Source and more : Nature.com Science Reports
Changes in the Earth’s water cycle can be estimated by analyzing sea surface salinity. This variable reflects the balance between precipitation and evaporation over the ocean, since the upper layers of the ocean are the most sensitive to atmosphere–ocean interactions.
In situ measurements lack spatial and temporal synopticity and are typically acquired at few meters below the surface.
Satellite measurements, on the contrary, are synoptic, repetitive and acquired at the surface. Here we show that the satellite-derived sea surface salinity measurements evidence an intensification of the water cycle (the freshest waters become fresher and vice-versa) which is not observed at the in-situ near-surface salinity measurements. The largest positive differences between surface and near-surface salinity trends are located over regions characterized by a decrease in the mixed layer depth and the sea surface wind speed, and an increase in sea surface temperature, which is consistent with an increased stratification of the water column due to global warming.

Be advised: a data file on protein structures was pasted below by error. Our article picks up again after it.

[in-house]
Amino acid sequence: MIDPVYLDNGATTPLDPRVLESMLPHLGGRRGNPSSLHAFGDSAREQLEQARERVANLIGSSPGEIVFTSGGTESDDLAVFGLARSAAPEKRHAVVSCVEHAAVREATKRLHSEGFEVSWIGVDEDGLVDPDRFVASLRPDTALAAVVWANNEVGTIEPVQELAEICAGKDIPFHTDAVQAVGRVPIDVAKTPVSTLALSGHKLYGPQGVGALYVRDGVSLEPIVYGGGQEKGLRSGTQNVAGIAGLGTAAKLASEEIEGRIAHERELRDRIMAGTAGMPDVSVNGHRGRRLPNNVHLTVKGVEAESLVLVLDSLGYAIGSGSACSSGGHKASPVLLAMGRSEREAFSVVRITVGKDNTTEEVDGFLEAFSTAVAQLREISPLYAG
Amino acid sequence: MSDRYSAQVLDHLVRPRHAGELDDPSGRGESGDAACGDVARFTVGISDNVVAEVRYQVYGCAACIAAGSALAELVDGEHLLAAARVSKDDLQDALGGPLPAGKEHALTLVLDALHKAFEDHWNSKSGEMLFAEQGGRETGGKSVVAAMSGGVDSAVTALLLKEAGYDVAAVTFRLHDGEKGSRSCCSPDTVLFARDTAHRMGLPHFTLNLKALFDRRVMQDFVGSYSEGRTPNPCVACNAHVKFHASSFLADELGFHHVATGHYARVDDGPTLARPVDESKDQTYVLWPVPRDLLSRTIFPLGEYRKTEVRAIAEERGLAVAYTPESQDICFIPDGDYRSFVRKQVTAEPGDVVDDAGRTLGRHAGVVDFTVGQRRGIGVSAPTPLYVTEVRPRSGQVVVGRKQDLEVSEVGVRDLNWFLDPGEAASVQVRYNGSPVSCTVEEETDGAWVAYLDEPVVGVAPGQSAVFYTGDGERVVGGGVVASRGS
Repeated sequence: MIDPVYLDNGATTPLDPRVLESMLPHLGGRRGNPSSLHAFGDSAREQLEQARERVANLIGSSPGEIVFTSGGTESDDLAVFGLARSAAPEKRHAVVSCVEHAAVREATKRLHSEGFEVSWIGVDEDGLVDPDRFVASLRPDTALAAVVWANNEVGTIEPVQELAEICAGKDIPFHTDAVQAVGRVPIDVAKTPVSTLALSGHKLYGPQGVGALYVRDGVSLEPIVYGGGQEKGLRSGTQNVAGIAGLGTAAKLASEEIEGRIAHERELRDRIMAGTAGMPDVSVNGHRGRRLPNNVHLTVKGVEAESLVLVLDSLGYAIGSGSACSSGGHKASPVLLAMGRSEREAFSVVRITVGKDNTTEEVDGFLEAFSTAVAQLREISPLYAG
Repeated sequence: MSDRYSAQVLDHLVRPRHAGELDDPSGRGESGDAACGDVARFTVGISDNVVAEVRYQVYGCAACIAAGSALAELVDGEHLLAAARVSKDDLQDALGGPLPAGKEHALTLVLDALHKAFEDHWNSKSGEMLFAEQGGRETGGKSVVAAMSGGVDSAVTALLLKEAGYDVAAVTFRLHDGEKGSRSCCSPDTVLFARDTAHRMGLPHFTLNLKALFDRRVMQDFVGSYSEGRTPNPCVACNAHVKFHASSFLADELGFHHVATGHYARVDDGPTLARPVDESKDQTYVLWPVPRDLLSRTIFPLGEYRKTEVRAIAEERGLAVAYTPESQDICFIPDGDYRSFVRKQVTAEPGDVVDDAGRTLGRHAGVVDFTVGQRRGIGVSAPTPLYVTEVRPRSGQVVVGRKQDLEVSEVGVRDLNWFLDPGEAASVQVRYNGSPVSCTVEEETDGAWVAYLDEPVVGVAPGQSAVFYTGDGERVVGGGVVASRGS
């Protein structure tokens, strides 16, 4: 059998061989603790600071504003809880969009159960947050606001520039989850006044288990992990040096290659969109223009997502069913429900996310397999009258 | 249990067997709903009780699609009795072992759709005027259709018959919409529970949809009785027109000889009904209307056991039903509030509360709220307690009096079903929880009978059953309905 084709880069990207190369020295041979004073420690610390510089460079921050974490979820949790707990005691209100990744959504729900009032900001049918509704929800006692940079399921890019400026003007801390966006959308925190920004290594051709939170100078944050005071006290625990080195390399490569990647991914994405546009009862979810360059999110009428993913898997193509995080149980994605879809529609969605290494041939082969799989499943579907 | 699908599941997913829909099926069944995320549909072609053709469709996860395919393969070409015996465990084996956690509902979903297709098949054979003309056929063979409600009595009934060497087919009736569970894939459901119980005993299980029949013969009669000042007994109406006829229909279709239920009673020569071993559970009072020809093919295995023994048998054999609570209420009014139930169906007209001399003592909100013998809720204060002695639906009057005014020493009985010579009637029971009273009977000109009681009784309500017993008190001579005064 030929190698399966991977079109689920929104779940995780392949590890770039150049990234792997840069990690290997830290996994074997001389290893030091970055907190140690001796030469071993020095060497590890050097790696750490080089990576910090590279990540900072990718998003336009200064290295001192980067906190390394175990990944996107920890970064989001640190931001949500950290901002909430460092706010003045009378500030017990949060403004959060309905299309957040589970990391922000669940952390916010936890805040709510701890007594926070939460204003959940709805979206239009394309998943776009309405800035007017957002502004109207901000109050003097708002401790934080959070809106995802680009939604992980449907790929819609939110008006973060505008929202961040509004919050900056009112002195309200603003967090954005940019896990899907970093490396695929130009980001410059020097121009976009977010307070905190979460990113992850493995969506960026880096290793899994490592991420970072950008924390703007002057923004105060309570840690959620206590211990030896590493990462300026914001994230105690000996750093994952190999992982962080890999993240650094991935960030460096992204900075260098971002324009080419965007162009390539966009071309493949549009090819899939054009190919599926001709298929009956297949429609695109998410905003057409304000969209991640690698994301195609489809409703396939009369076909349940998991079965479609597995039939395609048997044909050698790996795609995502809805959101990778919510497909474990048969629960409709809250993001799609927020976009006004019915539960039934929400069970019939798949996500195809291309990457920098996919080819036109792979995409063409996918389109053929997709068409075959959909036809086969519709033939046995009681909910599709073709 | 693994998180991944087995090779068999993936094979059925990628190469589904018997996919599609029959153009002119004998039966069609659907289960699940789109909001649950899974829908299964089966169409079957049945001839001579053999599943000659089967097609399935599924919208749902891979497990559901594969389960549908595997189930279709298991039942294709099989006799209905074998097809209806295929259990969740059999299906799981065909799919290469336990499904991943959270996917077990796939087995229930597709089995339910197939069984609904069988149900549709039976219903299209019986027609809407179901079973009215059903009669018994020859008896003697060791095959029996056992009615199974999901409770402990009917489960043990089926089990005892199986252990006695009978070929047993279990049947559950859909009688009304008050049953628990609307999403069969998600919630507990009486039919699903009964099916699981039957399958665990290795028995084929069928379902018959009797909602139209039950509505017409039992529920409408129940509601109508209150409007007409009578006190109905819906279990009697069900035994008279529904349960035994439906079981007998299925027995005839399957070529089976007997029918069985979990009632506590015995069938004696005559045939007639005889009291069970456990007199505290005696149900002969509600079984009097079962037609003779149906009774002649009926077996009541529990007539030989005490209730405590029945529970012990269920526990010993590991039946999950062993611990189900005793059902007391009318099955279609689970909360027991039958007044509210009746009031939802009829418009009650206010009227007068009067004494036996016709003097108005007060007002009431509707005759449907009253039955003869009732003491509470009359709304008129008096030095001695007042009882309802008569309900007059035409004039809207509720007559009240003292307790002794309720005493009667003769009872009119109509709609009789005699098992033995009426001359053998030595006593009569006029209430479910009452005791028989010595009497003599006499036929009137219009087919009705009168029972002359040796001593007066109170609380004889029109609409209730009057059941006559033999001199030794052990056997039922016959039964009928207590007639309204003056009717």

These results highlight the crucial importance of using satellites to unveil critical changes on ocean–atmosphere fluxes.
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